A ritual for survival: questions of identity and politics in one hundred year of Nigerian dance

Igweonu, Kene ORCID logoORCID: https://orcid.org/0000-0002-8937-4206 (2015) A ritual for survival: questions of identity and politics in one hundred year of Nigerian dance. Dance Journal of Nigeria, 2 . pp. 19-37. ISSN 2315-6317 [Article]

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This paper sets out to examine questions of identity and politics in one hundred years of Nigerian dance practice and scholarship. It takes off from the premise that the idea of ‘Nigerian dance’ came into existence with the amalgamation of the Southern Nigeria Protectorate and Northern Nigeria Protectorate to create a single Colony and Protectorate of Nigeria in 1914. In other words, prior to the British amalgamation of the two Protectorates, the notion of a Nigerian dance tradition(s) could not be said to exist in any sense of the word. It acknowledges contributions by foremost dance ethnographers like Peggy Harper in shaping the study of indigenous dance forms in Nigeria; as well as those of leading dance scholars exemplified by Chris Ugolo – with his long-held view and effort to articulate the sense of a national choreographic style for Nigeria by drawing specifically on the work of Herbert Ogunde. Following on from Ugolo’s work in this area, the paper sets out to examine some of concerns and aspirations for Nigerian dance in its one hundred years of existence. The paper uses A Ritual for Survival (1989), Peter Badejo’s first dance production in the UK, as a metaphor to contend that there is a need to revisit the issue of identity and politics in Nigerian dance, a challenge that is all the more imperative considering that Nigeria, as we know from the recently concluded national conference, is a country in search of identity. Ultimately, the paper seeks to infer that the founding of ADSPON portends good news and marks the first real/considerable effort in that process of framing a consensual identity for Nigerian dance.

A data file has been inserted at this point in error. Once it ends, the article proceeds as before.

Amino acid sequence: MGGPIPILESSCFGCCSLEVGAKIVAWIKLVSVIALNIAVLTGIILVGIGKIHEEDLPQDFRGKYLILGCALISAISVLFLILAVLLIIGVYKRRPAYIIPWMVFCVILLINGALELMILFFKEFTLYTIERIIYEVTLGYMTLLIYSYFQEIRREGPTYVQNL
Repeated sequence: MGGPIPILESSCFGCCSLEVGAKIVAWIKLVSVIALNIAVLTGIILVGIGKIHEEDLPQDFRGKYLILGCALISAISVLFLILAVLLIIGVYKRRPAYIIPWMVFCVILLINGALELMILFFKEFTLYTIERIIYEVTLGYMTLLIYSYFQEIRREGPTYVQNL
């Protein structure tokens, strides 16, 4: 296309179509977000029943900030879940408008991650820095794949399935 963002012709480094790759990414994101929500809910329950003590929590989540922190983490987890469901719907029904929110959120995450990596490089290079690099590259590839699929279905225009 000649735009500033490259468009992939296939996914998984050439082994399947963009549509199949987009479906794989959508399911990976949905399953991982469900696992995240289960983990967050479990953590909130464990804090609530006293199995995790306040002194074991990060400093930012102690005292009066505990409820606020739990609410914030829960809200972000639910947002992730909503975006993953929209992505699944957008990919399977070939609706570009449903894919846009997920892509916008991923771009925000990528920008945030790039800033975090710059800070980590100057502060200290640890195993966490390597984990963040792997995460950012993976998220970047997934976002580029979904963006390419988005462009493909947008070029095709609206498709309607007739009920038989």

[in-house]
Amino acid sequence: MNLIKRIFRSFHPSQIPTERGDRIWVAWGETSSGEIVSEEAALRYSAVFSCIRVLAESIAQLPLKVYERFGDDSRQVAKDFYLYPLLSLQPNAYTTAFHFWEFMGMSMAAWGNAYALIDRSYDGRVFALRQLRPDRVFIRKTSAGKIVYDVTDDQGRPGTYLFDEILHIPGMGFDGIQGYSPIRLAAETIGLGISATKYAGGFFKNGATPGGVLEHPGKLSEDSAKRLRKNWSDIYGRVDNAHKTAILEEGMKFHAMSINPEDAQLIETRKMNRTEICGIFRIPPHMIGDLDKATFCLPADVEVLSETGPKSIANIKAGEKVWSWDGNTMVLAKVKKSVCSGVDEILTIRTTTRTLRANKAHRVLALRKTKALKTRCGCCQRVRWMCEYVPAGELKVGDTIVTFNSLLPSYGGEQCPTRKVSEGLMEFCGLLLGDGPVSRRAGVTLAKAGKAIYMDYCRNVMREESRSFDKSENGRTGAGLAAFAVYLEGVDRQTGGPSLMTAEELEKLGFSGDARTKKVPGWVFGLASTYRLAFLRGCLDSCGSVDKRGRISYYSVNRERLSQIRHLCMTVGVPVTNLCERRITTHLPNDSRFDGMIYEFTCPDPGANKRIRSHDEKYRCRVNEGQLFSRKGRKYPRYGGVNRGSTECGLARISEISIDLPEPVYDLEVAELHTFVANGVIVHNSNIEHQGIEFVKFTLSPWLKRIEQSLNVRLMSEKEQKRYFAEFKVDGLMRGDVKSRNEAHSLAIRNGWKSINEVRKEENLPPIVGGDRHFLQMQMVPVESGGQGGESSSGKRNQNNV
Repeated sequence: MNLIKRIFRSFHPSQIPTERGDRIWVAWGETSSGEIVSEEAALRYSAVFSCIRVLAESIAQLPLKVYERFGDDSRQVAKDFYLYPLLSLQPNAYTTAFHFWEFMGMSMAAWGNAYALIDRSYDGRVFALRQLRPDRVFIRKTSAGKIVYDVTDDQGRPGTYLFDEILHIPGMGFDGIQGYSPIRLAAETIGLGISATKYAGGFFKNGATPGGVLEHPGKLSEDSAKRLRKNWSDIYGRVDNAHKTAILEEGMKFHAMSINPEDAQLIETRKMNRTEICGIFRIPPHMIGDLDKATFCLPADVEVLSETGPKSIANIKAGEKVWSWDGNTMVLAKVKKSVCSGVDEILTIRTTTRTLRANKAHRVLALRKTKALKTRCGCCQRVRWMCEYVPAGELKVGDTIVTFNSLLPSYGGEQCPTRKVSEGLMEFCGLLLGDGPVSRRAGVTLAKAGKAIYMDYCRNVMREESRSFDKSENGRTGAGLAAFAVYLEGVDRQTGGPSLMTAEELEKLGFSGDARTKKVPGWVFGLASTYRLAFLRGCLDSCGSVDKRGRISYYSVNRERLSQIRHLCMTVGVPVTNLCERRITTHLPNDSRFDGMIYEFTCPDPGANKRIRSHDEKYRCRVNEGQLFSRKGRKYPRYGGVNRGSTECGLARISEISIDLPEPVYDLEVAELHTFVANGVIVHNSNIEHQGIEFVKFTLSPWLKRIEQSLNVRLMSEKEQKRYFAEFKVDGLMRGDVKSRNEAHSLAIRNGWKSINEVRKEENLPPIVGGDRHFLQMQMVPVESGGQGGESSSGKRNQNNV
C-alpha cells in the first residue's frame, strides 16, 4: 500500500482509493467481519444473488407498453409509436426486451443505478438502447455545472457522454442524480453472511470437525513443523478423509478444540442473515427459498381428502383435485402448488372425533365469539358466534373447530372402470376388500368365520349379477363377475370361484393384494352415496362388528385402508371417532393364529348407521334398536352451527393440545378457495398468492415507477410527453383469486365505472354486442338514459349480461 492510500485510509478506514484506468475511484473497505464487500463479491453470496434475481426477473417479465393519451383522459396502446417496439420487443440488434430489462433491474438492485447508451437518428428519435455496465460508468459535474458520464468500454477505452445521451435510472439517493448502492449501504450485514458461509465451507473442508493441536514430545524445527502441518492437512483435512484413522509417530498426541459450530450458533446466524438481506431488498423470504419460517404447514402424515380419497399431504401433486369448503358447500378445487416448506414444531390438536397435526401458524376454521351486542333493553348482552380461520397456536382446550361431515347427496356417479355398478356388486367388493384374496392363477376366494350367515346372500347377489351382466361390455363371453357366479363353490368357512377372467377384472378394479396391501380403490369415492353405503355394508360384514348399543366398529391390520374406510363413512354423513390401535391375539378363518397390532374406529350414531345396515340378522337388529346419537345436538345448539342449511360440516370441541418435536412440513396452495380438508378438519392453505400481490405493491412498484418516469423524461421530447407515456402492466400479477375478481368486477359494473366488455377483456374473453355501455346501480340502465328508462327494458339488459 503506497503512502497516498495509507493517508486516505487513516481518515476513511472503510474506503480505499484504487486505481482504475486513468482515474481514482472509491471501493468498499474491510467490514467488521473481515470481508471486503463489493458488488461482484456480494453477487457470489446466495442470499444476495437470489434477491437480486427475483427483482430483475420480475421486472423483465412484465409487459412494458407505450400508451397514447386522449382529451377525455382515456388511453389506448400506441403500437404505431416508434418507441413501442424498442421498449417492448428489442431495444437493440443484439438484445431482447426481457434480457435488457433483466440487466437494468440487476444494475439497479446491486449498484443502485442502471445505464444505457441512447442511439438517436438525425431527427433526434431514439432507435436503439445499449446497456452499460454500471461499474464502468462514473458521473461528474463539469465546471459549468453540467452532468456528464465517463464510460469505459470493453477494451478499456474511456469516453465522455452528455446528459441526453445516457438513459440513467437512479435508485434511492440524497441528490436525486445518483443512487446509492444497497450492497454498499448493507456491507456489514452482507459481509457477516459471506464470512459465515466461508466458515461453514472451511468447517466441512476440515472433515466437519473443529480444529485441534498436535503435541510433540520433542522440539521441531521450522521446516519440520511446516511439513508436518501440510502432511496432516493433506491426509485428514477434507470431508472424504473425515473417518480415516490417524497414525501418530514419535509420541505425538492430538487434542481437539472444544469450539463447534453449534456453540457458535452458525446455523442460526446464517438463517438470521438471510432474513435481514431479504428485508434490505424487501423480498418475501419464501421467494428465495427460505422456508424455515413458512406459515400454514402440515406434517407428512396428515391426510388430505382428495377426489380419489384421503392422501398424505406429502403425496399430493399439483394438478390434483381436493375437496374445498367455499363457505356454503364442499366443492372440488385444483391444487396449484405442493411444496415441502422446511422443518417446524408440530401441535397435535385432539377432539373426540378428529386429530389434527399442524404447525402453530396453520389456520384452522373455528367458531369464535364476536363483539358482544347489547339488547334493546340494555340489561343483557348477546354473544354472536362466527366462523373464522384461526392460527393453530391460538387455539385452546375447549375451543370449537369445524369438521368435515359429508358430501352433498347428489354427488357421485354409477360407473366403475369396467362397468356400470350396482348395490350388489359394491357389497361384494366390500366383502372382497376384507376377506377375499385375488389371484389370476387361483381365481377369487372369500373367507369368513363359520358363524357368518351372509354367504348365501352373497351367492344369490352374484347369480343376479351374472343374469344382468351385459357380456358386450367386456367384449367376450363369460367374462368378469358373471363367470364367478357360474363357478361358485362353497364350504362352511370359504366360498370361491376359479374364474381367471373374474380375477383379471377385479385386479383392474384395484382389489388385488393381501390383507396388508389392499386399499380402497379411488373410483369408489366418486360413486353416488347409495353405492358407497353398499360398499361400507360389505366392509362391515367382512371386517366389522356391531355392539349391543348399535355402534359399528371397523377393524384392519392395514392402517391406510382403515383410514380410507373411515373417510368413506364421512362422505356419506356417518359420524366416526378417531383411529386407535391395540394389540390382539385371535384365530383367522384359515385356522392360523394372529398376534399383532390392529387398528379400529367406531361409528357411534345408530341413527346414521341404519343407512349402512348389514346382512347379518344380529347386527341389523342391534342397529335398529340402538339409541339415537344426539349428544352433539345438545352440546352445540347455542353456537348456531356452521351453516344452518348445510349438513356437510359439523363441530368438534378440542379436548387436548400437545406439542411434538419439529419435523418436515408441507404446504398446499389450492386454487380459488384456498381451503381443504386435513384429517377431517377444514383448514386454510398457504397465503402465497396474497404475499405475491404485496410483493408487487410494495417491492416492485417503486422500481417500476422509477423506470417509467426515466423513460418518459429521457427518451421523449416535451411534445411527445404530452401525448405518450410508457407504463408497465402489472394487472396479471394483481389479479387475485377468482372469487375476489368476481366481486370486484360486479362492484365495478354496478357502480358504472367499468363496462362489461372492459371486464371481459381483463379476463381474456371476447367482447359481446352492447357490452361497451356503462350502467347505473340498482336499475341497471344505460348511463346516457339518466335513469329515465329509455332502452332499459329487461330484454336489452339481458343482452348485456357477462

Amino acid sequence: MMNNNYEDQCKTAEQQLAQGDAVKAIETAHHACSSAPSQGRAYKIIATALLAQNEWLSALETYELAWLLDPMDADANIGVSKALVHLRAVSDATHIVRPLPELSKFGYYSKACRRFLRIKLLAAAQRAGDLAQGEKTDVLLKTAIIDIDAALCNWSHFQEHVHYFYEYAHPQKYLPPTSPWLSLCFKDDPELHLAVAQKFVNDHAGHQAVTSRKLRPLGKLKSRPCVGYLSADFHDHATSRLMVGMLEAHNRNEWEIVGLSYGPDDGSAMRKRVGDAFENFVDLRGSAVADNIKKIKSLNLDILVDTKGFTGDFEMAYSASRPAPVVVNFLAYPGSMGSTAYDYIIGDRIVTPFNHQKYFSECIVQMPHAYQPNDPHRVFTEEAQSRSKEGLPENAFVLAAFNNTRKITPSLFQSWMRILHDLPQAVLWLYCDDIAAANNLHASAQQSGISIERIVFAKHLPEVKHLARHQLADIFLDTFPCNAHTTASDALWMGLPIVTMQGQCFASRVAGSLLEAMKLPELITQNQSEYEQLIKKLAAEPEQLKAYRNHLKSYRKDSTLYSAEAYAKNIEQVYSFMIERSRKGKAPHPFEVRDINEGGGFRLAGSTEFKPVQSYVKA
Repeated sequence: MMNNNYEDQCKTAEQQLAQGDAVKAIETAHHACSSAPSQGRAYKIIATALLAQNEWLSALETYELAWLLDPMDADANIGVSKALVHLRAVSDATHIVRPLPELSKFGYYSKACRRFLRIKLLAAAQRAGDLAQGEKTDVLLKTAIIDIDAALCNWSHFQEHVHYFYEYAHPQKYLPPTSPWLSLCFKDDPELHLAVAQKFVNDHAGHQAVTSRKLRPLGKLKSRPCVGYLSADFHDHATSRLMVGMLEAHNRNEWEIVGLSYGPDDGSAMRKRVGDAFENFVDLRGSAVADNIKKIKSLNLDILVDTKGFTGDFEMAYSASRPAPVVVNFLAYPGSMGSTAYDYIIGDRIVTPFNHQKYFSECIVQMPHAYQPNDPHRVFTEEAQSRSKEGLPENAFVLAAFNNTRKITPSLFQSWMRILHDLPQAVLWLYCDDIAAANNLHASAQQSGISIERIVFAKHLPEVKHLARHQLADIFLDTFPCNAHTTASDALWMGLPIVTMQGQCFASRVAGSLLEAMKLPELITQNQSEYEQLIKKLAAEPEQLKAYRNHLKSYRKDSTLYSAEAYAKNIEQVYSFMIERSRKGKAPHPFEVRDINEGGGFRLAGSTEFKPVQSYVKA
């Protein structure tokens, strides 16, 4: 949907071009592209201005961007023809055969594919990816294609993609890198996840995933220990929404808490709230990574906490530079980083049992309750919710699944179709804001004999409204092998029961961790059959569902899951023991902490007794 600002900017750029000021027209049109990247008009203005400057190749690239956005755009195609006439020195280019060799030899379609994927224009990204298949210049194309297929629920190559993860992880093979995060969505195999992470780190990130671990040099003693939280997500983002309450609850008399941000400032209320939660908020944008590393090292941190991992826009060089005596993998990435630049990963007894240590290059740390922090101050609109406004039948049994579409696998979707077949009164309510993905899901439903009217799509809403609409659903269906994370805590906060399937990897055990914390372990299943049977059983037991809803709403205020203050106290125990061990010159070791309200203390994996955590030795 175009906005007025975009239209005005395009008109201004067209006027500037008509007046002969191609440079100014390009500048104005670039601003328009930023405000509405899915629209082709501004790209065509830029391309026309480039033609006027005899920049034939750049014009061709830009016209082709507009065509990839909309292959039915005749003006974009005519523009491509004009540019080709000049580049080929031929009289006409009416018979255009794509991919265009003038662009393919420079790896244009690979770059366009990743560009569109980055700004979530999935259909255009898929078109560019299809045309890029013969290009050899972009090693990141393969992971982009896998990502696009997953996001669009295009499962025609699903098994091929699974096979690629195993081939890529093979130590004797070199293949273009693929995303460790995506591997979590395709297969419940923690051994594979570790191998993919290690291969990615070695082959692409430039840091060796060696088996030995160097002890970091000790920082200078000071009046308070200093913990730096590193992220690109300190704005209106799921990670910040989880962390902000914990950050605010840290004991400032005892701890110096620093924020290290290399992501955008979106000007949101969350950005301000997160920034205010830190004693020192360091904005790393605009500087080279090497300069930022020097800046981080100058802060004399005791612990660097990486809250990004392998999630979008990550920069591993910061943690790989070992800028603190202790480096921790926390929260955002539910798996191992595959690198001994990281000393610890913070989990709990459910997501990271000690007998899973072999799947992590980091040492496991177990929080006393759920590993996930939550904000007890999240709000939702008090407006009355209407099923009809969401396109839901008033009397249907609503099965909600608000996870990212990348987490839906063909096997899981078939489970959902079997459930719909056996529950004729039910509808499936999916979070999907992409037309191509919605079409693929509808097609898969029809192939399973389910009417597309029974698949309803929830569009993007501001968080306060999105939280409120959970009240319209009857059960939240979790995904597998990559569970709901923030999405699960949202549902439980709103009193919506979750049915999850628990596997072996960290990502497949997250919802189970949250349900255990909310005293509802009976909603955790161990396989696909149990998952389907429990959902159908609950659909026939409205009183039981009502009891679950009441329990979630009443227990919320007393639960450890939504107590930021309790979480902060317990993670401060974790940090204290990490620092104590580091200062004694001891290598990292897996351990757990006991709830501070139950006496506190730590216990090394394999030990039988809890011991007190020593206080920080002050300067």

Item Type: Article
Research Areas: A. > School of Media and Performing Arts
Item ID: 27502
Useful Links:
Depositing User: Kene Igweonu
Date Deposited: 04 Sep 2019 11:46
Last Modified: 29 Nov 2022 22:45
URI: https://eprints.mdx.ac.uk/id/eprint/27502

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